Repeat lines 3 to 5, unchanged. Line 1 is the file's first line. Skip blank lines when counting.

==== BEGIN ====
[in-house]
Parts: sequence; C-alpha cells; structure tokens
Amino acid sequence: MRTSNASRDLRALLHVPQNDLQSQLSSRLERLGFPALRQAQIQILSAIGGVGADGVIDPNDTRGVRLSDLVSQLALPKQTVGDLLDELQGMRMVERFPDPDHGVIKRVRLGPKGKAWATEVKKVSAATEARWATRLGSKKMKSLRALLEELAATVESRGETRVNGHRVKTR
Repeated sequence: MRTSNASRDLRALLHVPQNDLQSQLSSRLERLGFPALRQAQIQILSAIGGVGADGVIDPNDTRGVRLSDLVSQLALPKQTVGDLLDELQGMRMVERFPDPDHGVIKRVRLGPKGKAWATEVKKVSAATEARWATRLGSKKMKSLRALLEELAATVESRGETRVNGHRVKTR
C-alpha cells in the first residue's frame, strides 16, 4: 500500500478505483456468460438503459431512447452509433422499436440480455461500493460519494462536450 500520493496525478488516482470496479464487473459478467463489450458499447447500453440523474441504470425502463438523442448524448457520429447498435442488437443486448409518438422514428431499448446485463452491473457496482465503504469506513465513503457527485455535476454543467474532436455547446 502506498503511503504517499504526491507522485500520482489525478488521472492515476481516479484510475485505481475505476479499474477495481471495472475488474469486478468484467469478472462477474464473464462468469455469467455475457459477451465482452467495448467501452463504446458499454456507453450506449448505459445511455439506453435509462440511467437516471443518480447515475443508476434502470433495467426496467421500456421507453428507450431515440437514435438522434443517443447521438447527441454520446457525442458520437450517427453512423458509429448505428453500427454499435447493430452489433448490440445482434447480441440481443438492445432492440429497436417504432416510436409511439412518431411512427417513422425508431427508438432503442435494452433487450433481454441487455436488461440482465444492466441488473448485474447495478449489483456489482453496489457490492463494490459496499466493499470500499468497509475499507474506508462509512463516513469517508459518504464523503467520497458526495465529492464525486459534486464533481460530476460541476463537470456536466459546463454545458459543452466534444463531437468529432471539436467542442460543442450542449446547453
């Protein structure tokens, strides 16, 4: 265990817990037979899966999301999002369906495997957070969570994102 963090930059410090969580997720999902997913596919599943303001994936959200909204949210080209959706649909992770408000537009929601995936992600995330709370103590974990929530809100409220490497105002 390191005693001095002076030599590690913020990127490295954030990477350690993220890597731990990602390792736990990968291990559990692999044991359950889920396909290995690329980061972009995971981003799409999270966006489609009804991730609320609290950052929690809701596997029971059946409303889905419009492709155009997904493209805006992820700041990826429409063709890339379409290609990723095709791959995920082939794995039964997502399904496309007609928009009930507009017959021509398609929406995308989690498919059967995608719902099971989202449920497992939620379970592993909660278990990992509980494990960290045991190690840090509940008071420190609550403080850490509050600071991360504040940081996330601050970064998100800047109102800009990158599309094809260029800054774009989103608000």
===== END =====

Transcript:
Amino acid sequence: MRTSNASRDLRALLHVPQNDLQSQLSSRLERLGFPALRQAQIQILSAIGGVGADGVIDPNDTRGVRLSDLVSQLALPKQTVGDLLDELQGMRMVERFPDPDHGVIKRVRLGPKGKAWATEVKKVSAATEARWATRLGSKKMKSLRALLEELAATVESRGETRVNGHRVKTR
Repeated sequence: MRTSNASRDLRALLHVPQNDLQSQLSSRLERLGFPALRQAQIQILSAIGGVGADGVIDPNDTRGVRLSDLVSQLALPKQTVGDLLDELQGMRMVERFPDPDHGVIKRVRLGPKGKAWATEVKKVSAATEARWATRLGSKKMKSLRALLEELAATVESRGETRVNGHRVKTR
C-alpha cells in the first residue's frame, strides 16, 4: 500500500478505483456468460438503459431512447452509433422499436440480455461500493460519494462536450 500520493496525478488516482470496479464487473459478467463489450458499447447500453440523474441504470425502463438523442448524448457520429447498435442488437443486448409518438422514428431499448446485463452491473457496482465503504469506513465513503457527485455535476454543467474532436455547446 502506498503511503504517499504526491507522485500520482489525478488521472492515476481516479484510475485505481475505476479499474477495481471495472475488474469486478468484467469478472462477474464473464462468469455469467455475457459477451465482452467495448467501452463504446458499454456507453450506449448505459445511455439506453435509462440511467437516471443518480447515475443508476434502470433495467426496467421500456421507453428507450431515440437514435438522434443517443447521438447527441454520446457525442458520437450517427453512423458509429448505428453500427454499435447493430452489433448490440445482434447480441440481443438492445432492440429497436417504432416510436409511439412518431411512427417513422425508431427508438432503442435494452433487450433481454441487455436488461440482465444492466441488473448485474447495478449489483456489482453496489457490492463494490459496499466493499470500499468497509475499507474506508462509512463516513469517508459518504464523503467520497458526495465529492464525486459534486464533481460530476460541476463537470456536466459546463454545458459543452466534444463531437468529432471539436467542442460543442450542449446547453